Lake House, Etonbury, Bedfordshire
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The Lake House, Bedfordshire takes inspiration from Falling
Water, the acclaimed Pennsylvania house by Frank Lloyd-Wright. The
largest and most expensive self build house in the UK is the first
to be granted planning permission under PPG7 a government
initiative to promote construction of exemplary country
Conceptual architect Applin Design and contractual architect
Tim Drewitt used concrete to give the house form and presence
within the landscape, just as the relationship with the environment
gives the concrete form of Falling Water its unmistakable
character. The building, chipped into a sloping lakeside site,
rises in fully glazed stepped levels created by the poured in situ
reinforced concrete frame.
While full height glazed walls and large open terraces give
panoramic views, a heavily reinforced concrete cantilever over the
lake anchors the building. "Concrete was the obvious choice," said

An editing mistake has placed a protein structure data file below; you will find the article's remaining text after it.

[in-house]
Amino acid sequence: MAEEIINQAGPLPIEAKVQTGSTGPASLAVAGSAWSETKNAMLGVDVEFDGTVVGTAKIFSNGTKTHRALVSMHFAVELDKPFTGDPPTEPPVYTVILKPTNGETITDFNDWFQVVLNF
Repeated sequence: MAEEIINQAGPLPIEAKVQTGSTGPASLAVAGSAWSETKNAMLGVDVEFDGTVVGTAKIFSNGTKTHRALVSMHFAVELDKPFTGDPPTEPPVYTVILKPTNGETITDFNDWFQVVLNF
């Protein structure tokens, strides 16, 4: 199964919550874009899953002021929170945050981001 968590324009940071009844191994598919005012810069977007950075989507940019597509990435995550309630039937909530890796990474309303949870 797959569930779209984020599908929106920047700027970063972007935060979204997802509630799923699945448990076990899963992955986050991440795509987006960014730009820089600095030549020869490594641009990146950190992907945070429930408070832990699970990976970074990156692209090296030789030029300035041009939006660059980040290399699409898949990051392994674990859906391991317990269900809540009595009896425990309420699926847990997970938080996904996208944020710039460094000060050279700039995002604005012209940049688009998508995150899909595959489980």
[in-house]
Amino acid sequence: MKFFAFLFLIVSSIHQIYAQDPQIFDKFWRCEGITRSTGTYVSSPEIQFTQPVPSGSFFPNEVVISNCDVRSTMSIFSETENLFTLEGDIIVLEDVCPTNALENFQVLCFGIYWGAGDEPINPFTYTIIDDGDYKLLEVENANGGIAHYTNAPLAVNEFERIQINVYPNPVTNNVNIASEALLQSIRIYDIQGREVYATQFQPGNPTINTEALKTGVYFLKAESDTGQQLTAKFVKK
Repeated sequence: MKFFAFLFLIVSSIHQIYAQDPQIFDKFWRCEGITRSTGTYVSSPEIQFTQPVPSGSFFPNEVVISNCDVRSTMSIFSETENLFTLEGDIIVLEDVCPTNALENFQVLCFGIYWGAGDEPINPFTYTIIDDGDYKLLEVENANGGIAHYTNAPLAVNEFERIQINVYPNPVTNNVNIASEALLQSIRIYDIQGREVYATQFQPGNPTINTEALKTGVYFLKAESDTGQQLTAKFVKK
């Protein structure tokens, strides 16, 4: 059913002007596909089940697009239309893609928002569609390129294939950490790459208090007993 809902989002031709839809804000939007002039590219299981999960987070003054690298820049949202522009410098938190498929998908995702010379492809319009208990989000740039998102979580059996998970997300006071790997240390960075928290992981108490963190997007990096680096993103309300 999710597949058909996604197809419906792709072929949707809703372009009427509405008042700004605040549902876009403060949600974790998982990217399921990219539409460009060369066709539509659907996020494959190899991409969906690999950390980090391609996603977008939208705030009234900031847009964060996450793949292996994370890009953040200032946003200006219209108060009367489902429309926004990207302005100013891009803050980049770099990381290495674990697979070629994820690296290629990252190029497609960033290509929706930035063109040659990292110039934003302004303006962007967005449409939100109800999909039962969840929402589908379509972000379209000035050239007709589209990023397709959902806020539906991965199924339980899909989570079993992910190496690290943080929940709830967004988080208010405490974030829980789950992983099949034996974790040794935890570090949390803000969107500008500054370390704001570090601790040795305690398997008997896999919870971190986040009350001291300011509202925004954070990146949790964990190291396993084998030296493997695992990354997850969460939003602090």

Drewitt. "The big cantilever needed columns; it was obvious that we
build from concrete." The house sits onto a monolithic
reinforced concrete lower ground floor slab over 90 pile caps
driven into clay. Reinforced concrete allows the wide span rooms,
without structural columns in the living spaces.
"Some walls are exposed, so the concrete aesthetic was
important. We used simple timber shuttering for the entire
building." The self build pour took two men eight months, using a
natural mix of concrete. The thick reinforced concrete walls and
slabs range between 200-250mm in depth, allowing the building mass
to be exploited thermally to manage the internal environment.
"The walls to the main atrium are left as exposed concrete,"
said Drewitt. "The shuttering for this section, plywood covered in
plastic, gives the concrete a tactile, smooth finish. Joints and
bolt heads leave negative impressions in the finish to the walls."
External walls are clad with 100mm high density polystyrene board,
mechanically fixed to the frame and then rendered. The lower ground
floor slab lies over a high-density polyurethane insulation
The glazed atrium rises from lower ground basement level with
a feature cascading water from first floor front door level into
the lake below. The first floor provides living area, dining room
and kitchen, conservatory and staff accommodation. The second
floor, with four en suite bedrooms, is accessed via a lift or
tempered glass stairway. The top floor is reserved for a full
height glazed study and observation deck.
Conceptual Architect: Applin Design
Construction Architect: Tim Drewitt Associates